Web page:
The most recent meeting came just two-and-a-half years ago in the game following the Minneapolis Miracle. Case Keenum turned back into a pumpkin and Nick Foles transformed into a god as the Eagles cruised to a 38–7 win and went on to beat the Patriots in the Super Bowl.

That was the only time these teams met in the NFC Championship, but the other three meetings were almost as lopsided. The Eagles won by double digits in each game, by 12, 13, and 15, with Donovan McNabb leading Philadelphia to victories in 2005 and 2009 and Ron Jaworski getting the job done in 1981, thanks to eight Minnesota turnovers.

2. Oakland Raiders 4, Houston Oilers / Tennessee Titans 0

The Raiders spent many years in Las Angeles and now reside in Las Vegas, but all four of these playoff wins came while they resided in Oakland. Only one of them was against the Tennessee Titans. That came in the 2003 AFC Championship, when Oakland called only one run in the first three quarters as Rich Gannon led the Raiders to a 41–24 win and sent them to the Super Bowl.

The other three Raiders wins came against the Houston Oilers — and you’ll have to decide if two of them count. In 1981, Oakland’s Jim Plunkett faced an old Raiders quarterback in Ken Stabler, but Stabler didn’t bring his playoff magic to Houston and lost 27–7.

The other two matchups came in 1967 and 1969, in the American Football League. Oakland QB Daryle Lamonica led the Raiders to dominant 40–7 and 56–7 playoff wins, throwing a playoff record six touchdown passes in the second meeting. The 1967 meeting crowned the Raiders champions of the AFL. The 1969 one sent Oakland to the AFL Championship, where they lost to the Kansas City Chiefs in the AFL’s final game before its merger with the NFL.

TIER I — THE SINGLE MOST LOPSIDED PLAYOFF RIVALRY IN NFL HISTORY

1. Pittsburgh Steelers 5, Baltimore / Indianapolis Colts 0

The Steelers aren’t the only team to beat a single playoff opponent five times, but they’re the only one to do so with an unblemished record. Two pairs of the games came in back-to-back seasons.

The first pair came in 1975 and 1976, when the Colts still lived in Baltimore. Terry Bradshaw led the way, and Franco Harris carved up the Colts defense, while Pittsburgh’s Steel Curtain shut things down on the other end. Pittsburgh won the first meeting 28–10 and went on to win the Super Bowl, then beat the Colts again a year later, 40–14.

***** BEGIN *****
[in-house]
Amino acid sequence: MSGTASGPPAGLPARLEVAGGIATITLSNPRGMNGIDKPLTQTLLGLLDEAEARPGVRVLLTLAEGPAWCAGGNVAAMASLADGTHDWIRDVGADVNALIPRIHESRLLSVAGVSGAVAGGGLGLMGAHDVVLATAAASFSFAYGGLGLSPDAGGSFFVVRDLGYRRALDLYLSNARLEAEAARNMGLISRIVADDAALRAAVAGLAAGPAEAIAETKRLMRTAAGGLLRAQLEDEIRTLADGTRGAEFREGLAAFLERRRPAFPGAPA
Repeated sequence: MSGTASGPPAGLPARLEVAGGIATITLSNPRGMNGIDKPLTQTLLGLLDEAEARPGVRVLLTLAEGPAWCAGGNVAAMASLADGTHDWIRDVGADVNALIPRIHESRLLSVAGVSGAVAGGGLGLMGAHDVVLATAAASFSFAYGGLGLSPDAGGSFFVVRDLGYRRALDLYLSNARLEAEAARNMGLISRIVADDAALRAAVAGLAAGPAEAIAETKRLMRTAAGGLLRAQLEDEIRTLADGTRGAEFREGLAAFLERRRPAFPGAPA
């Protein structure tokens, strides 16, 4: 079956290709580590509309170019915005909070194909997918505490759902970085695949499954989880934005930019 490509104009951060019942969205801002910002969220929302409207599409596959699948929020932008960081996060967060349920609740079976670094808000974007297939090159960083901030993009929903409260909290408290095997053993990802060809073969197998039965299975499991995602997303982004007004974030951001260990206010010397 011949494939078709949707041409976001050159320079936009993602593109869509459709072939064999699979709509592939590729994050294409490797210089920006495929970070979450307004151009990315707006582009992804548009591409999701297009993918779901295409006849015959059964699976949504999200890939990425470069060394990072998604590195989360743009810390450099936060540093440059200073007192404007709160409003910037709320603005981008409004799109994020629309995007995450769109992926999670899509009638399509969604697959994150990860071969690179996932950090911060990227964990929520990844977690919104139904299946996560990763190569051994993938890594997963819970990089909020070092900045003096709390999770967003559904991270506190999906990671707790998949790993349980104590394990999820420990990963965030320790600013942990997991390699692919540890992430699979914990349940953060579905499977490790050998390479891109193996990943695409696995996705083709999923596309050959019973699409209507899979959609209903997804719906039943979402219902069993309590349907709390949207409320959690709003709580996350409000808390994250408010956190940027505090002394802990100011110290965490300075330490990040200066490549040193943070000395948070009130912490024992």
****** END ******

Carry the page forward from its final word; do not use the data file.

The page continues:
The teams met again in 1996 and 1997, with the former far more memorable. Jim Harbaugh featured in both games for the now-Indianapolis Colts, and he led a late drive in 1996 and throw a high, lofted Hail Mary on the game’s final play that hit Colts WR Aaron Bailey in the chest but bounced off the turf before Bailey could corral it for the win. Pittsburgh held on to win 20–16 and won much more comfortably the following season 42–14 as Kordell Stewart slashed his way to victory.

The most recent matchup came in 2006 in one of the NFL’s most shocking upsets, the first time a 6-seed had ever beaten a 1-seed. The Steelers were defending champions but eked into the playoffs behind sophomore Ben Roethlisberger, and they looked set to put the game away late with the ball on the goal line before Jerome Bettis fumbled for the first time all season. Colts corner Nick Harper was off for the races and a surefire winning TD before Big Ben somehow tackled him near midfield, perhaps with the unlikely assist of Harper’s wife, who “accidentally” stabbed Harper the day before. Mike Vanderjagt missed a tying field goal for the Colts, and the Steelers held on to win, 21–18, en route to their fifth Super Bowl championship.

Five Super Bowl wins, and five playoff wins against the Colts. Of course, Pittsburgh has since added a sixth Super Bowl ring, so…

Watch your backs, Indianapolis. ■

Follow Brandon on Medium or @wheatonbrando for more sports, television, humor, and culture. Visit the rest of Brandon’s writing archives here.

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Brandon Anderson

Written by

Sports, TV, NBA, NFL, culture. Words at SI's Cauldron, Sports Raid, Action Network, others @wheatonbrando ✞

SportsRaid

Original reporting and curated sports data journalism. Actively looking for additional writers.

Brandon Anderson

Written by

Sports, TV, NBA, NFL, culture. Words at SI's Cauldron, Sports Raid, Action Network, others @wheatonbrando ✞

SportsRaid

Original reporting and curated sports data journalism. Actively looking for additional writers.